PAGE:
As the boys came running up the hill, having left the basement via the back door, one of our neighbors ran into the house to find our golden retriever. As he walked out carrying Rosie, I was immediately in tears. He found her trembling as she hid in the laundry room amid a pile of sheets, towels and teenage boys’ socks. As one neighbor grabbed my cell phone from my hand to call 911 for help, the other ran back inside to try and get the doors onto the screened porch opened up. He kept telling me they needed an outlet. I kept thinking, “Why can’t they just come back out the front door like they went in?” Needless to say, I was not rationalizing very well.
Phil had roughly a 30-minute drive to get home from his office. Several times he called me asking, “Tell me what happened again.” I would wail, “Just come home, come home.” By the time he arrived at home, the police had arrived. There wasn’t a whole lot they could do as we waited for animal control. One of the deer did run back out the front door, while the other decided to jump off our 15-foot screened porch into the back yard. The deer lay still for a short time, but jumped up and hopped the back fence into the woods.
One of our helpful neighbors walked into my house, came back out and took my hand, offering their home for my family to stay in that night. I was stunned. “Is it that bad?” I gingerly asked. The look on his face told me it was. He and another neighbor walked me inside the house. Laura had me by one arm, supporting me like I was an invalid or a 95-year-old woman in need of assistance. My first thoughts were that they were being extremely dramatic. Nothing could have prepared me for the sights awaiting me.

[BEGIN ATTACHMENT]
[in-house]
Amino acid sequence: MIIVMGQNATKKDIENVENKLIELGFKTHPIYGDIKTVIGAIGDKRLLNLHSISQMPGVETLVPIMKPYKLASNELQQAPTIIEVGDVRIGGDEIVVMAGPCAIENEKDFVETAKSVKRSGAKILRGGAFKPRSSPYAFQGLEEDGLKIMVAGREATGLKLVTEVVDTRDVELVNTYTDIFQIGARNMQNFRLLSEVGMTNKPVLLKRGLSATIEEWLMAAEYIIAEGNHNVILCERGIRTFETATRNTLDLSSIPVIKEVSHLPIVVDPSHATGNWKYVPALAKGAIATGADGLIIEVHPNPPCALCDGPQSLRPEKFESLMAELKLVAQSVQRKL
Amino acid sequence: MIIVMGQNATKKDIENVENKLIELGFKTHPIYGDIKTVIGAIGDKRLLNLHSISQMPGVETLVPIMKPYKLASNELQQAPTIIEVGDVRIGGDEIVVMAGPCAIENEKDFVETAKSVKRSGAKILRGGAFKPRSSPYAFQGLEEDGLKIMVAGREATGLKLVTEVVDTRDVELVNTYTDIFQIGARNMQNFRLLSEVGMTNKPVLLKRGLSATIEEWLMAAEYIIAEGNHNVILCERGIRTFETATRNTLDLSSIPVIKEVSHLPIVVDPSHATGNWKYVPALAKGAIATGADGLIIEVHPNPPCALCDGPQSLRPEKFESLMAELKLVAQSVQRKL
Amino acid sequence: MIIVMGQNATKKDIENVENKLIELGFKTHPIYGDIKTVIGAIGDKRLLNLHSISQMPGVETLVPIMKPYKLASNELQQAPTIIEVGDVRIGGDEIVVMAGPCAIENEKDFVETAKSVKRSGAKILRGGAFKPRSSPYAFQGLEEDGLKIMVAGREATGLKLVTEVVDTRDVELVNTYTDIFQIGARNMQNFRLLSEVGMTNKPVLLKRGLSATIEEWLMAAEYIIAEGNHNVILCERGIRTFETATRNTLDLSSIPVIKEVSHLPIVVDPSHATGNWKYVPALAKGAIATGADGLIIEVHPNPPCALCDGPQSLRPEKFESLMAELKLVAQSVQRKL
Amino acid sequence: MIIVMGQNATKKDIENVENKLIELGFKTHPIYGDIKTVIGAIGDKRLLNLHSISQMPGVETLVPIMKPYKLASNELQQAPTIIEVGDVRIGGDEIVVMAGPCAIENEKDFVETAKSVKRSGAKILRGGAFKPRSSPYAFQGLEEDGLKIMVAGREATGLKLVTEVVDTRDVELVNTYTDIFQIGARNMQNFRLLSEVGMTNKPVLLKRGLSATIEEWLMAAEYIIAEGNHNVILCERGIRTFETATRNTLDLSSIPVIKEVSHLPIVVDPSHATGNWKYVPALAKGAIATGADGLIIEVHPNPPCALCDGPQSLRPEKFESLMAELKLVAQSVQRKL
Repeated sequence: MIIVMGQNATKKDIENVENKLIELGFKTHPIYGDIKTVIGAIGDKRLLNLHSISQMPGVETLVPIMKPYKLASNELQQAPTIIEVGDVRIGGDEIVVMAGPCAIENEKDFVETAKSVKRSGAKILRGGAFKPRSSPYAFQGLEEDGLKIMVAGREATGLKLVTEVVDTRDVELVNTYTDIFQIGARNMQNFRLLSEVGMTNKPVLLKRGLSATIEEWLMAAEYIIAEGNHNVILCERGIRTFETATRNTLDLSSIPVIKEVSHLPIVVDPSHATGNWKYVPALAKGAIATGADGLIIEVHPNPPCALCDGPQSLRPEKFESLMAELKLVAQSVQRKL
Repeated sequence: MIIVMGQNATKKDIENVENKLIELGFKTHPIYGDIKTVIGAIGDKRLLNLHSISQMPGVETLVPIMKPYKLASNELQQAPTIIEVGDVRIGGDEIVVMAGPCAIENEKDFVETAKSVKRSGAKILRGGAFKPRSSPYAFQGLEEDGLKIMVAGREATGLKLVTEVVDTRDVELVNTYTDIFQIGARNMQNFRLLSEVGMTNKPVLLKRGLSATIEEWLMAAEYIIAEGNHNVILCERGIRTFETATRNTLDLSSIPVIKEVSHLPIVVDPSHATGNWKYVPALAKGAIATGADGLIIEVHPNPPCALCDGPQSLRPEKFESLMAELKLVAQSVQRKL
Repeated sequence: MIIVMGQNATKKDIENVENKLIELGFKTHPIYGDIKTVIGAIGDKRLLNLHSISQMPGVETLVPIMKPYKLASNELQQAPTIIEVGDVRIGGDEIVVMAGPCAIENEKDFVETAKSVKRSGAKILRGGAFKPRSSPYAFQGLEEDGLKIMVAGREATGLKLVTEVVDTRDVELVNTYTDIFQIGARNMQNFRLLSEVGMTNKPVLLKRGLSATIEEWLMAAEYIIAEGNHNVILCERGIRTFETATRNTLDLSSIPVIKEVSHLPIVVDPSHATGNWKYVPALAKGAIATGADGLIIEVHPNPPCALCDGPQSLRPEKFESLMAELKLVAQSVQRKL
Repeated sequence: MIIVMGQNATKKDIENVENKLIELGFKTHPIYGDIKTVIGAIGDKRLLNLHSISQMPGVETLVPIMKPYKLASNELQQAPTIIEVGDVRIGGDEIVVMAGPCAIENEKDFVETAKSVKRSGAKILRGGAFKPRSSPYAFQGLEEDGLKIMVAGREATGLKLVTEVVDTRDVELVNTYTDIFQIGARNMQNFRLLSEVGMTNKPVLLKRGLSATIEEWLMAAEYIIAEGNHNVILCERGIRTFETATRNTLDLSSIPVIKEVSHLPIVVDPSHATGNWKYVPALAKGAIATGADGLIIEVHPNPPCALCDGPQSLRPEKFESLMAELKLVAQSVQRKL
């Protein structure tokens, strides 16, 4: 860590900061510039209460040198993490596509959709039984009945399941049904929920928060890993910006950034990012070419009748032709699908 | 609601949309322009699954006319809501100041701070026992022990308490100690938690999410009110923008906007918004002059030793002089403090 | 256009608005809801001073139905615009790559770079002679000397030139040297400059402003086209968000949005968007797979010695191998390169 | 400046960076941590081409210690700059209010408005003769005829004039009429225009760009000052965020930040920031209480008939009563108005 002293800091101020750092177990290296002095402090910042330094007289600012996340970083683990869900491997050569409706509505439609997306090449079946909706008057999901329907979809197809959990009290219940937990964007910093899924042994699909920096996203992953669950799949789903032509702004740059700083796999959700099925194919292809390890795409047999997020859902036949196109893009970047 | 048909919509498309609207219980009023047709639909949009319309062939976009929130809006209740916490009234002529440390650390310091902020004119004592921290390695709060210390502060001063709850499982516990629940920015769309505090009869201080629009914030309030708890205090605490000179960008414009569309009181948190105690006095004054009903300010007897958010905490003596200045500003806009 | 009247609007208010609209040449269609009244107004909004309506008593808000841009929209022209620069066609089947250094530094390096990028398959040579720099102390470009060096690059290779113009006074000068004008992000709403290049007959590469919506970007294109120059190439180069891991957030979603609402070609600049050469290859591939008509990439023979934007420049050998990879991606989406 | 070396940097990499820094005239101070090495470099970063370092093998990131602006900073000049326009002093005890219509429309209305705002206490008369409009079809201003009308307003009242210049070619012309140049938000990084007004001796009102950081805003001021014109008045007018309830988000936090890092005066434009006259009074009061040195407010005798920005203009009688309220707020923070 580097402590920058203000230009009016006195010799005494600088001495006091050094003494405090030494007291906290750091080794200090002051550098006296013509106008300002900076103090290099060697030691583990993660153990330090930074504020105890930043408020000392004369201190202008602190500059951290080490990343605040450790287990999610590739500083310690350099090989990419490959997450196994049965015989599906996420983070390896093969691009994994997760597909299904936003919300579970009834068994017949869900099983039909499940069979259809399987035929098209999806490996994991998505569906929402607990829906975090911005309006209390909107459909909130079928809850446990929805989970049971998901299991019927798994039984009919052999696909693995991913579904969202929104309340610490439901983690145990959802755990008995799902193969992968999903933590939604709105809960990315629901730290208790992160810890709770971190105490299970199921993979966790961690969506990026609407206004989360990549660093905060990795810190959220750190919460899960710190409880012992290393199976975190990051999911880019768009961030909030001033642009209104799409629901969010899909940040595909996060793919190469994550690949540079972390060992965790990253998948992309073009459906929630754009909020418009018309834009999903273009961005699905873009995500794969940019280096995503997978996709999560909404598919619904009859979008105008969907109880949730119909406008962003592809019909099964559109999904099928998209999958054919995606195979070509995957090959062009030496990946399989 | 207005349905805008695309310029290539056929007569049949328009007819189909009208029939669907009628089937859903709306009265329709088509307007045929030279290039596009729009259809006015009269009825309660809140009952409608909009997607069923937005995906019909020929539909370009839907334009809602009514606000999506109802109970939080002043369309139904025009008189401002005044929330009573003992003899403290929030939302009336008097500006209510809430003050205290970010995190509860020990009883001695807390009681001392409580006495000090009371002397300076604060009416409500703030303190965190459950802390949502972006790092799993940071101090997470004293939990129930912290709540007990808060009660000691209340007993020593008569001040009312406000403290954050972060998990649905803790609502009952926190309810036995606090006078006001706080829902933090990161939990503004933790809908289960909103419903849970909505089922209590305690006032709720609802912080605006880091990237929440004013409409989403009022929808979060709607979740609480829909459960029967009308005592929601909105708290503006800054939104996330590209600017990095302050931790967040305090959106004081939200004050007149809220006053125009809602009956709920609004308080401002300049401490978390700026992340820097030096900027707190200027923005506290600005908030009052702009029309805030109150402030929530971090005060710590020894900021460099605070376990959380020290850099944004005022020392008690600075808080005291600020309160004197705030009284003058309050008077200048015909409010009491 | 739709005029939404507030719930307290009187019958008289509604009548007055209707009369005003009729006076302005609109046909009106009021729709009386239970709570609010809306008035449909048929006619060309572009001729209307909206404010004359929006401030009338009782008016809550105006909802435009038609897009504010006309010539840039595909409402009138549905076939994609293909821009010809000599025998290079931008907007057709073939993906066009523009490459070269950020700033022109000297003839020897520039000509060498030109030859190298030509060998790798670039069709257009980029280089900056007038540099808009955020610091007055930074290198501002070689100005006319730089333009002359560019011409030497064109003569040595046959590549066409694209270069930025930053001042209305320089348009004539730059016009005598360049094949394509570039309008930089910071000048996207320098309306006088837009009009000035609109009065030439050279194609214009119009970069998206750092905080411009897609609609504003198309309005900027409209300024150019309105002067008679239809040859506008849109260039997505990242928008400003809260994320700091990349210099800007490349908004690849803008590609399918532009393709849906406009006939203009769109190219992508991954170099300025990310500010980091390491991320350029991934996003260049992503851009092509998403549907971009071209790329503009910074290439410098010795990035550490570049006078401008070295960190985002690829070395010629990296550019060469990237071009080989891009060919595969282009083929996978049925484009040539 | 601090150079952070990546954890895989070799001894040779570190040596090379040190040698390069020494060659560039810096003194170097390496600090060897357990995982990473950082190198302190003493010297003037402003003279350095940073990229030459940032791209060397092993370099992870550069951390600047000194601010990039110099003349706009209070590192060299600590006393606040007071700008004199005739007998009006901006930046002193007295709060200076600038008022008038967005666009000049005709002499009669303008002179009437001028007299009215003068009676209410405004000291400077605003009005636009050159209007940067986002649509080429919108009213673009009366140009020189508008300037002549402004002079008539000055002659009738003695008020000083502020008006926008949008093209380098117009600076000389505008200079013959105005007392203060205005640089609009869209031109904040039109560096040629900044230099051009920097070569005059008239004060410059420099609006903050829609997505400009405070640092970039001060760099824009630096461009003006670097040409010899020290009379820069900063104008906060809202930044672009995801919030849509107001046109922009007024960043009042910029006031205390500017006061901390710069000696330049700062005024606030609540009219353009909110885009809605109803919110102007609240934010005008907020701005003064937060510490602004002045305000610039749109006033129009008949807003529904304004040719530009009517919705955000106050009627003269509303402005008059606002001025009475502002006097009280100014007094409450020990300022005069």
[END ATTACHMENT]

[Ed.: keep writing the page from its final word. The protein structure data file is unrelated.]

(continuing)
The deer wanted out, and any window they saw they made an attempt to escape. One of the windows in the dining room was shattered. This was where the trail of blood began. As I walked through the kitchen and looked up to the ceiling, there were areas where blood had sprayed. At first my thoughts were that everyone in the neighborhood would know I hadn’t done my dishes yet and there was clean laundry waiting to be folded on the kitchen table. As I looked closely, I could see the blood all over that once clean laundry, on my cookbooks and decorative items. Stepping into the family room was the worst sight of all. The back wall and French doors onto the porch were covered in blood from floor to ceiling. It looked as if someone had taken a bucket of red paint and thrown it up against the area, over and over and over. Blood was all over the carpets and kitchen flooring. At this point, the police informed me they had been to murder scenes that didn’t look this bad.
Phil finally made it home, aghast at the destruction in our home. People were walking through our house, commenting on how terrible it was and what a shame this had happened. Phil leaned into me and whispered, “Who is that?” I replied, “I don’t know.” People we had never met came wandering through the house when they heard about the deer invasion. I jokingly suggested we should put out a coffee can to accept donations to offset the insurance deductible.
Our house eventually was put back together. A hazmat team came out that evening to disinfect, rip up carpet and clean up the shattered glass. After receiving a new dining room window, new carpet and a new paint job, the house was back in order. You can understand why I was a bit skeptical when I realized I was surrounded by deer in our new home. I don’t pay them too much mind anymore. We seem to be able to co-exist on the same bit of land up here in Johnson County, and I certainly hope it stays that way.